Many Chicago area theater companies operate on a fall through spring/early summer season so look for check January and February offerings to start 2023 with fun and fascinating entertainment.
” The Golden Girls” is opening at the Mercury Theatre, 1745 N. Southport Ave., Chicago, this weekend. A new, original show, it has the fabulous girls we’ve come to know and love. The show runs Jan. 13 through Feb. 12, 2023. For tickets and info visit THE GOLDEN GALS LIVE! — Mercury Theater Chicago.
Among other interesting shows on the docket is MadKap Productions: “The Book of Merman” (That’s not a typo). It is coming to the Skokie Theatre 7924 Lincoln Ave., Skokie, Feb. 3- 26, 2023. “The Book of Merman” starring Julie Peterson as Ethel Merman is about a visit by two Mormon missionaries. For tickets and more info call (847) 677-7761 or visit https://www.skokietheatre.org/.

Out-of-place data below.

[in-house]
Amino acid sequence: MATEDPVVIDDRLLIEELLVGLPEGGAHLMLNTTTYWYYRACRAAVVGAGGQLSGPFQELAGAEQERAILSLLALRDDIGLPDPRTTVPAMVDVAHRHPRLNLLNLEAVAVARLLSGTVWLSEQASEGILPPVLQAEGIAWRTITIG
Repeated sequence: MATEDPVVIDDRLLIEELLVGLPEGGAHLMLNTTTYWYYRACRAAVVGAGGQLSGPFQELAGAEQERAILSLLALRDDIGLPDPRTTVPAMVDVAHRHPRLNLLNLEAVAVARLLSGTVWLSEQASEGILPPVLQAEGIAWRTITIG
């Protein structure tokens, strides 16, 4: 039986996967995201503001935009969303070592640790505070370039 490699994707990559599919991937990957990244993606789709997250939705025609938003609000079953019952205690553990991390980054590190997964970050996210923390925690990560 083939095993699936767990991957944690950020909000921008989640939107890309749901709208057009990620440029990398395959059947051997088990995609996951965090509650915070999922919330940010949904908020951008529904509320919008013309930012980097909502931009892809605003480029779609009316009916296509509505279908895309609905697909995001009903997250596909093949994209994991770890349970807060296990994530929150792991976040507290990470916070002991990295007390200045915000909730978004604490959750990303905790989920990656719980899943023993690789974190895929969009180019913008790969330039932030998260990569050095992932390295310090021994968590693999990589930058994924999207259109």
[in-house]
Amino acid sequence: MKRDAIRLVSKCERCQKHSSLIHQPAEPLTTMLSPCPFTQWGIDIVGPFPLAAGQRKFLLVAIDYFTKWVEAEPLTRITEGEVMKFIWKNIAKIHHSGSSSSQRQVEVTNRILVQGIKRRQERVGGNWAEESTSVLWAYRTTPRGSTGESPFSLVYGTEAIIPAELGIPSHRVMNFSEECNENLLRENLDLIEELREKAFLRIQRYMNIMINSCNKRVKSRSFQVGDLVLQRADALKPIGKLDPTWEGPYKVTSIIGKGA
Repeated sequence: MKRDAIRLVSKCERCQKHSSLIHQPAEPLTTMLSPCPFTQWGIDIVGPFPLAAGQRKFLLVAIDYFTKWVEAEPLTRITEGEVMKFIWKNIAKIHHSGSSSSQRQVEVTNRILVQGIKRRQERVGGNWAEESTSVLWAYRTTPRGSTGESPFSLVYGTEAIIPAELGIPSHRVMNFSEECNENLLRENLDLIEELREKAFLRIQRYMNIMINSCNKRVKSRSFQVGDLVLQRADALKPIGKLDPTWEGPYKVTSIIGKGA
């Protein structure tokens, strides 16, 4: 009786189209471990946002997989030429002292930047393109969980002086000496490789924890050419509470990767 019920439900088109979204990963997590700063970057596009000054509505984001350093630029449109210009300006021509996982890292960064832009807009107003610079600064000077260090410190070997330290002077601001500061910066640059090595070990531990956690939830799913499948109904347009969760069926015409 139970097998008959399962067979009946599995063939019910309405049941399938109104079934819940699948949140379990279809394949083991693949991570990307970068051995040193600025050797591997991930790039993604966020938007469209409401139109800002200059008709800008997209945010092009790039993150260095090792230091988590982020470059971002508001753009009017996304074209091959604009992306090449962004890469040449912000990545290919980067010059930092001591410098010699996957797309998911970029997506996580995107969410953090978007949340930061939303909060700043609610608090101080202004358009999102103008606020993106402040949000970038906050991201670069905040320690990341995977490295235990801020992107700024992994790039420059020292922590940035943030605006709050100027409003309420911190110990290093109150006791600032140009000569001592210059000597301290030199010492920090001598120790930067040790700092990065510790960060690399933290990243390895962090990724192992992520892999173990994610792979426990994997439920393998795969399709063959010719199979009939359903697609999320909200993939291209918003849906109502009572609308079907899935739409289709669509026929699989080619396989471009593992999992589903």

And check out “Andy Warhol in Iran” at Northlight Theatre. The artist goes to Tehran to take photos of the Shah’s wife but learns more. The show runs Jan. 19-Feb. 19. Northlight is in the North Shore Center for the Performing Arts at 9501 Skokie Blvd., Skokie. For tickets and more information visit Northlight Theatre | Andy Warhol in Iran.
Another show to catch is “Big Fish” at Marriott Theater, Lincolnshire. A family-friendly musical adventure by John August and Andrew Lippa, previews start Jan. 25 with the run going from Feb.1 through March 19, 2023. Based on the film screenplay by August and novelist Daniel Wallace the story couples an adult and his childhood timeline with his relationship with his son, Will. For tickets visit Tickets.MarriottTheatre.com. For more information see MarriottTheatre.com.